Leaked plans by car and truckmakers to cut carbon emissions of their vehicles in Europe – by resurfacing all roads in the EU at a cost of more than €520 billion – have been criticised as an abdication of the sector’s climate responsibility. Industry body ACEA’s ‘Joining forces’ initiative calls for greater efficiencies through major investments such as in lower rolling resistance tarmac, but fails to identify new CO2 standards for vehicles.
Over what distances is it realistic to expect people to commute by bicycle? And what if that bicycle offers electrically assisted pedalling? These are the questions being researched by Bram Rotthier, an academic at a university in the Belgian city of Leuven. Rotthier has commissioned 15 cyclists to test commuting distances, one of whom is a Green politician who is cycling around 100km per day on a ‘speed pedelec’, an electric bicycle capable of up to 45 km/h.
Shipowners and operators have told the UN’s International Maritime Organisation that the shipping industry should adopt an emissions reduction pledge like countries have done under the Paris climate agreement. It’s the first time the International Chamber of Shipping (ICS) has called for mandated reductions in shipping CO2, though it ruled out binding targets and didn’t suggest a concrete timeline of action.
A new ‘EcoAlmanac’ highlighting the sides of ‘clean’ energy that are not always publicised has been launched by T&E’s Romanian member, 2Celsius Network. The online book is aimed at countering false and dubious claims about fuels which may be good for big business in eastern Europe but are not always beneficial for people and the environment.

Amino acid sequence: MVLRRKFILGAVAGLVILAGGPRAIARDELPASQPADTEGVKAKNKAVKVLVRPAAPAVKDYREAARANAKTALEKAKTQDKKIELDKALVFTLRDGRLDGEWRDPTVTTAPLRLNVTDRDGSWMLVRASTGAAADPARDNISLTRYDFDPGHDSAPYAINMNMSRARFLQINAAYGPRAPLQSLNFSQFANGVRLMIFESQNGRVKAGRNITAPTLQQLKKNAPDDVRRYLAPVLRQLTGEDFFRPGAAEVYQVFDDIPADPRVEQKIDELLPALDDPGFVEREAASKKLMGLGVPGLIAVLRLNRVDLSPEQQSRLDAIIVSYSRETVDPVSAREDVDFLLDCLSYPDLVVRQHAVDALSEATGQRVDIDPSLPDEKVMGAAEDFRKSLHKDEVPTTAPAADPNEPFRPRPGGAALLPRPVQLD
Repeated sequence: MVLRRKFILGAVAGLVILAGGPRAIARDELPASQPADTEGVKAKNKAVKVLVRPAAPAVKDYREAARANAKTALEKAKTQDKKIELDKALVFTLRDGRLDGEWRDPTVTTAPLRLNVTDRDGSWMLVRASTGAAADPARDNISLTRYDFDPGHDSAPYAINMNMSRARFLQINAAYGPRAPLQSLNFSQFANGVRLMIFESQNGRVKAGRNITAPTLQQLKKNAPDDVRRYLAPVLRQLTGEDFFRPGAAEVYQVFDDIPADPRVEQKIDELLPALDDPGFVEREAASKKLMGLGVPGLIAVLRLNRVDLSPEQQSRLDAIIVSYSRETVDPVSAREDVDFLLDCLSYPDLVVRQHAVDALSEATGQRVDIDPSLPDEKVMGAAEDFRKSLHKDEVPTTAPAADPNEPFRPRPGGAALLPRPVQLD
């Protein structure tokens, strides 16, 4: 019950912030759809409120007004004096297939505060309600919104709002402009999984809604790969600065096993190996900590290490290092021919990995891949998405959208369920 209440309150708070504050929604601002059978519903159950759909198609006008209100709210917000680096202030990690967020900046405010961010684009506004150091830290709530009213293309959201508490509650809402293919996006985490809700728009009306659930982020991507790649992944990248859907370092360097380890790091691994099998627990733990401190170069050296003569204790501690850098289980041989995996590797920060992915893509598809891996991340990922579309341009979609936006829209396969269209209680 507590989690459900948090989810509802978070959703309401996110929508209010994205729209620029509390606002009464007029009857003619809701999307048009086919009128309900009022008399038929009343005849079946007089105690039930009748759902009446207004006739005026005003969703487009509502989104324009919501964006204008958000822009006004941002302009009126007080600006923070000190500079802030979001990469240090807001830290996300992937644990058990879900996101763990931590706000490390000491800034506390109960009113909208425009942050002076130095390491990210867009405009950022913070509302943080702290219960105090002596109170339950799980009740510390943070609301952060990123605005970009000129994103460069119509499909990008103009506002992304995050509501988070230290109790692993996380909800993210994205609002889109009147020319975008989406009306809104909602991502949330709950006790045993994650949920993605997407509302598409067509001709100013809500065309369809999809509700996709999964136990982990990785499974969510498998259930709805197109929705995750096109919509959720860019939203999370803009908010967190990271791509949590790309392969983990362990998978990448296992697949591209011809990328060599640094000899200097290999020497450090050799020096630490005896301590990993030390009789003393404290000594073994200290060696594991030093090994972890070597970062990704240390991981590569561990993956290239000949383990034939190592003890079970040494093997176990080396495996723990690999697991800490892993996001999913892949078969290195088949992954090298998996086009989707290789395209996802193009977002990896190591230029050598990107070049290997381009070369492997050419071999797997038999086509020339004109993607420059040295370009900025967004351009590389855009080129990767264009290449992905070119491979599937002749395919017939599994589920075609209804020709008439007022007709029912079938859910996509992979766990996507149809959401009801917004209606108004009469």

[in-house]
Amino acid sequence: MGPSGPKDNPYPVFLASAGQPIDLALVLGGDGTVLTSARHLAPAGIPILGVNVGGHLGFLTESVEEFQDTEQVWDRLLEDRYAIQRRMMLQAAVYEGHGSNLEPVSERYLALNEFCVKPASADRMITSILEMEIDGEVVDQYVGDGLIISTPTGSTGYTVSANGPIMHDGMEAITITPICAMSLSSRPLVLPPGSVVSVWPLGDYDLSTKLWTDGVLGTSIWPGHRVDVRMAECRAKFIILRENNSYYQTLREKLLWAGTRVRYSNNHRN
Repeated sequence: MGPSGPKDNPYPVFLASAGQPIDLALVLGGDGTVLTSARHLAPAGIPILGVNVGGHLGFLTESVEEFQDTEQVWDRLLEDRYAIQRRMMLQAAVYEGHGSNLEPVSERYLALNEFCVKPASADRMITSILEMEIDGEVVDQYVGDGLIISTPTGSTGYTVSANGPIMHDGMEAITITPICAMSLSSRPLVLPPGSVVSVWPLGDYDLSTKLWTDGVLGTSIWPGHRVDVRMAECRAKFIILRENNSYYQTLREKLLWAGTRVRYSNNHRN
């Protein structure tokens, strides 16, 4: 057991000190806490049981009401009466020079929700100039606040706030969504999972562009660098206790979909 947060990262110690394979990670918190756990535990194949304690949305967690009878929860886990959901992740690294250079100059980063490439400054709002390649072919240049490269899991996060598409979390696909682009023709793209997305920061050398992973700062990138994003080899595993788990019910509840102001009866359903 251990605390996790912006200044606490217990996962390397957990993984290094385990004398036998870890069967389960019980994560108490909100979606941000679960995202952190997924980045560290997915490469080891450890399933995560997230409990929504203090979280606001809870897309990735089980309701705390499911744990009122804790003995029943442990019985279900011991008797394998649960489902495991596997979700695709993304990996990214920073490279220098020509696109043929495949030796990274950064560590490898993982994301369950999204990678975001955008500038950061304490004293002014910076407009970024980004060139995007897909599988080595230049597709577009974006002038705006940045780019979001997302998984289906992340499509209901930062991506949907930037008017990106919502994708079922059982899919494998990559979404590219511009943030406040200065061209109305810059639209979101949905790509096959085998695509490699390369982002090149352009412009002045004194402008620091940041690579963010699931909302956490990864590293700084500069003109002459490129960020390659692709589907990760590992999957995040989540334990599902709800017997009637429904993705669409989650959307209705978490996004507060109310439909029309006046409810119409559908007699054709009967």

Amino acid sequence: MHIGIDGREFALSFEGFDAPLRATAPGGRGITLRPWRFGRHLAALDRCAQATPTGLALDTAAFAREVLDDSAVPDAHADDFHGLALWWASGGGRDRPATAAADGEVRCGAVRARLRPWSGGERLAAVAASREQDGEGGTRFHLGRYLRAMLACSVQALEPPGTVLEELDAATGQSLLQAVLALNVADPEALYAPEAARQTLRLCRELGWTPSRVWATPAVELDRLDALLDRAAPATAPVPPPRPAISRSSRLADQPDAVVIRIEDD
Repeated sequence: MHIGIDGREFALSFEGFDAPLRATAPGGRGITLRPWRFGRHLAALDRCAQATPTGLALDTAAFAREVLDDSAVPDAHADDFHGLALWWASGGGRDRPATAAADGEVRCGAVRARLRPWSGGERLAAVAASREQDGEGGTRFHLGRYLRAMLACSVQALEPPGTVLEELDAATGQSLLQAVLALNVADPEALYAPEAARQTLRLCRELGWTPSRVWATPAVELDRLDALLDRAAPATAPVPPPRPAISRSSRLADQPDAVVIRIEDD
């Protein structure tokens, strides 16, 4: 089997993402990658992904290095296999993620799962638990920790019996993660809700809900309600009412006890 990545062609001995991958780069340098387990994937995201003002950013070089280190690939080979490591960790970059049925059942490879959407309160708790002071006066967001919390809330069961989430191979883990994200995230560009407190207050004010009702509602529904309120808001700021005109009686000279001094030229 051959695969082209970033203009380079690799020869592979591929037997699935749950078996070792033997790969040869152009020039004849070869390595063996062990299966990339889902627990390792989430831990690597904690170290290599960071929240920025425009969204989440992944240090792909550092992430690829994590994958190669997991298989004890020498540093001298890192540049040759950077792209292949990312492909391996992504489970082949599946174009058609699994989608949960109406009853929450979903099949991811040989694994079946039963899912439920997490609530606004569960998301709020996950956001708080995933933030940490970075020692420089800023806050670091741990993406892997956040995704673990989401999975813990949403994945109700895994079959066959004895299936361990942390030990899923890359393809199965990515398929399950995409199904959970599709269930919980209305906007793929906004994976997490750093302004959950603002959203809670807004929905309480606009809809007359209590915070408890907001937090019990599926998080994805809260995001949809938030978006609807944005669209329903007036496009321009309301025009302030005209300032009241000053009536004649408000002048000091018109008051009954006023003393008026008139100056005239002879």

Last week was a big week in the history of T&E, in the history of policymaking in our area, and even, to a certain extent, in the history of the EU. That may sound a bit pompous so I will explain.
Europe’s largest association of car drivers, the German ADAC, has said a 75g per km CO2 emissions limit for new cars from 2025 would be consistent with current trends. The ADAC also said so-called ‘supercredits’ for makers of low-emission vehicles do nothing to reduce overall climate changing emissions.
The European Environment Agency (EEA) has attempted to explain why the EU’s current emissions testing system for new cars is giving readings that are very different from emissions in real-life driving.